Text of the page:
Promoting Justice /
Protecting Rights

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Criminal Justice
14
Jan

Shanaghan family responds to Police Ombudsman’s statement on ‘Operation Greenwich’

The family of Patrick Shanaghan has responded to the Police Ombudsman’s statement on ‘Operation Greenwich’, welcoming some aspects of the report, while criticising its limitations. Operation Greenwich relates to a series of murders and attempted murders committed across several counties between 1988 and 1994, including the 1991 murder of Patrick Shanaghan. CAJ represents the family...
15
Dec

UK Supreme Court quashes ‘irrational’ PSNI decision not to further investigate allegations UK Ministers authorised the use of torture in the ‘Hooded Men’ cases

The UK Supreme Court has found that the decision of the PSNI not to investigate an allegation that senior UK government ministers authorised the use of torture in the ‘Hooded Men’ cases was “irrational and falls to be quashed”. The judgment follows a judicial review challenge taken by CAJ on behalf of Mary McKenna, the...
11
Oct

PSNI@20: Human Rights Reflections on Policing Reform North and South

A joint seminar from ICCL and CAJ to reflect on policing reform on the island of Ireland, featuring a range of expert speakers. When: 9.30am to 1.30pm Friday 5 November 2021 Where: Great Hall, QUB, BT7 1NN Police reform and oversight has been an essential pillar of the NI peace process from the 1990s onwards....
14
Jun

‘Hooded Men’ appeal to be heard in the UK Supreme Court

From 14 to 16 June 2021, the UK Supreme Court will hear an appeal from Northern Ireland in relation to the treatment of the ‘Hooded Men’.  The case is being taken by Mary McKenna, daughter of one of the Hooded Men, Sean McKenna. Mr McKenna, after release from internment, spent the rest of his life...
16
Dec

MI6 unilaterally assumed power to break law on UK soil, tribunal reveals

At the Investigatory Powers Tribunal today, it was revealed that MI6 may have unilaterally assumed the power to authorise agents to commit crimes in the UK  – potentially without any legal basis or limits on the crimes they can commit. Reprieve, the Pat Finucane Centre, Privacy International, and CAJ have been challenging a secret policy...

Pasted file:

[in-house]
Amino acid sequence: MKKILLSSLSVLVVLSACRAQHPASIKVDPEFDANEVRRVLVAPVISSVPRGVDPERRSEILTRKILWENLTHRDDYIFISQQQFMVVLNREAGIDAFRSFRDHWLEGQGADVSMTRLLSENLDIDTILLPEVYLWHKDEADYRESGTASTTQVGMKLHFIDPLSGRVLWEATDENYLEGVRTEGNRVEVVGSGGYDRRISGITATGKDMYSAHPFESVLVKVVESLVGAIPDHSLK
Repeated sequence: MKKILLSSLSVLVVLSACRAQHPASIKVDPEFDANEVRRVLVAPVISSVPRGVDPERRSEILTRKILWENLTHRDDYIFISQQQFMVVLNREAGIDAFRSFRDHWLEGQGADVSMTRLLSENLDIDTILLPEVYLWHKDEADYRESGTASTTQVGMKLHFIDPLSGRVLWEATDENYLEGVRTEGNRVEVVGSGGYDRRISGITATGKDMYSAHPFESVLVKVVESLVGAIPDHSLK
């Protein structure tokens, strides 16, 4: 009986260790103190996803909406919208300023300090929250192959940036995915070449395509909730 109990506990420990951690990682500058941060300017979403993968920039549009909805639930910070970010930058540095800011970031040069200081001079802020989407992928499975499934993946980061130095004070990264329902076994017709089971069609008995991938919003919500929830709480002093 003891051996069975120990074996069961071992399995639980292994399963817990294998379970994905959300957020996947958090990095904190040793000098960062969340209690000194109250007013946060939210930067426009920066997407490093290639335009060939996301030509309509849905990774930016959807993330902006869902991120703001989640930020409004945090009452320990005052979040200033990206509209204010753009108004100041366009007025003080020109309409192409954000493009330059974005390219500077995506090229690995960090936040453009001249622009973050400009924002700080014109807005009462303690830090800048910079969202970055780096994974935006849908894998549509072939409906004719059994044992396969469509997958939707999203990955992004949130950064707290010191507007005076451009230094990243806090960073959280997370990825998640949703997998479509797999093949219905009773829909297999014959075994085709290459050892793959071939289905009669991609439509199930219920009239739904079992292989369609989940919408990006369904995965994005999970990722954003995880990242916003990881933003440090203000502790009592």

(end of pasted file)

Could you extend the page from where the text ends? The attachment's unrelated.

14
Oct

Written evidence to the Joint Committee on Human Rights on the Covert Human Intelligence Sources (Criminal Conduct) Bill

The Covert Human Intelligence Sources (Criminal Conduct) Bill was introduced to the UK Parliament on 24 September 2020, and is scheduled to complete passage through the House of Commons by 15 October 2020. The Bill will amend existing legislation to create a new process of ‘Criminal Conduct Authorisations’, which will allow MI5, police forces, and a range...
01
Oct

Briefing for Second Reading of the Covert Human Intelligence Sources (Criminal Conduct) Bill

The Covert Human Intelligence Sources (Criminal Conduct) Bill was introduced on 24 September 2020, with its Second Reading scheduled for 5 October 2020. The Bill will amend existing legislation to create a new process of ‘Criminal Conduct Authorisations’, which will allow MI5, police forces, and a range of other public authorities to authorise their agents...
24
Sep

New law lets MI5 authorise crimes with no hard limits

A joint press release from CAJ, Reprieve, Privacy International, and the Pat Finucane Centre. Agents of MI5 and other Government bodies could be legally authorised to commit crimes under new legislation introduced today. There appear to be no express limits in the legislation on the types of crime which could be authorised. The Covert Human...
22
Sep

Written Evidence from the Model Bill Team to the Human Rights (Joint Committee) on the Overseas Operations (Service Personnel and Veterans) Bill

This submission was prepared by the ‘Model Bill Team’, which is comprised of experts from CAJ and Queen’s University Belfast. The team has produced a range of technical briefings and reports designed to help inform public debates on dealing with the past in Northern Ireland. Their new submission highlights how the draft Overseas Operations (Service...
27
Jul

MI6 apologise for asking court staff to withhold evidence from Judges in case about crimes by covert agents

MI6 has been forced to apologise to the Investigatory Powers Tribunal after two of its officers asked court staff to return documents relating to MI6’s use of agents and not show them to judges. The Tribunal suggested MI6’s actions were “inappropriate interference”. The revelation emerged in an ongoing legal case considering what crimes intelligence informants...
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